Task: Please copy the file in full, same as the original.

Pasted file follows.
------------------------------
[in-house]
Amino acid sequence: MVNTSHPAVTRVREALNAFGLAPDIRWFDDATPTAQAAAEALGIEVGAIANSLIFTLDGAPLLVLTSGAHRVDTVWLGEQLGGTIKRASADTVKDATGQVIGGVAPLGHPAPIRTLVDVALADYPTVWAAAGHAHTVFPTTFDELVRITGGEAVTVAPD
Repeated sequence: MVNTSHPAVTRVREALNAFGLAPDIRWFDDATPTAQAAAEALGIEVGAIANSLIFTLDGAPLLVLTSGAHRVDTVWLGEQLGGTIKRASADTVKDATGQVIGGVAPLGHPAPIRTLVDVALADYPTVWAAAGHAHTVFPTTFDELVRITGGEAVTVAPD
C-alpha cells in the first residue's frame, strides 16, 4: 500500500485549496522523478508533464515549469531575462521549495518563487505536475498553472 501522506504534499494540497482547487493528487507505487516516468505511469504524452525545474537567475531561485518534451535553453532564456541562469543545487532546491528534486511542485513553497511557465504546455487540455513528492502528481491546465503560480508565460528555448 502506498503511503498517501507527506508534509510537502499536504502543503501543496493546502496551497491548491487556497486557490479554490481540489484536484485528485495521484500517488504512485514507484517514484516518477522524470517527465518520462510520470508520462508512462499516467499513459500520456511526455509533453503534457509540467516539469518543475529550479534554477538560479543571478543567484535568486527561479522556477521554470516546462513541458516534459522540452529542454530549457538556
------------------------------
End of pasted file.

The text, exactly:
[in-house]
Amino acid sequence: MVNTSHPAVTRVREALNAFGLAPDIRWFDDATPTAQAAAEALGIEVGAIANSLIFTLDGAPLLVLTSGAHRVDTVWLGEQLGGTIKRASADTVKDATGQVIGGVAPLGHPAPIRTLVDVALADYPTVWAAAGHAHTVFPTTFDELVRITGGEAVTVAPD
Repeated sequence: MVNTSHPAVTRVREALNAFGLAPDIRWFDDATPTAQAAAEALGIEVGAIANSLIFTLDGAPLLVLTSGAHRVDTVWLGEQLGGTIKRASADTVKDATGQVIGGVAPLGHPAPIRTLVDVALADYPTVWAAAGHAHTVFPTTFDELVRITGGEAVTVAPD
C-alpha cells in the first residue's frame, strides 16, 4: 500500500485549496522523478508533464515549469531575462521549495518563487505536475498553472 501522506504534499494540497482547487493528487507505487516516468505511469504524452525545474537567475531561485518534451535553453532564456541562469543545487532546491528534486511542485513553497511557465504546455487540455513528492502528481491546465503560480508565460528555448 502506498503511503498517501507527506508534509510537502499536504502543503501543496493546502496551497491548491487556497486557490479554490481540489484536484485528485495521484500517488504512485514507484517514484516518477522524470517527465518520462510520470508520462508512462499516467499513459500520456511526455509533453503534457509540467516539469518543475529550479534554477538560479543571478543567484535568486527561479522556477521554470516546462513541458516534459522540452529542454530549457538556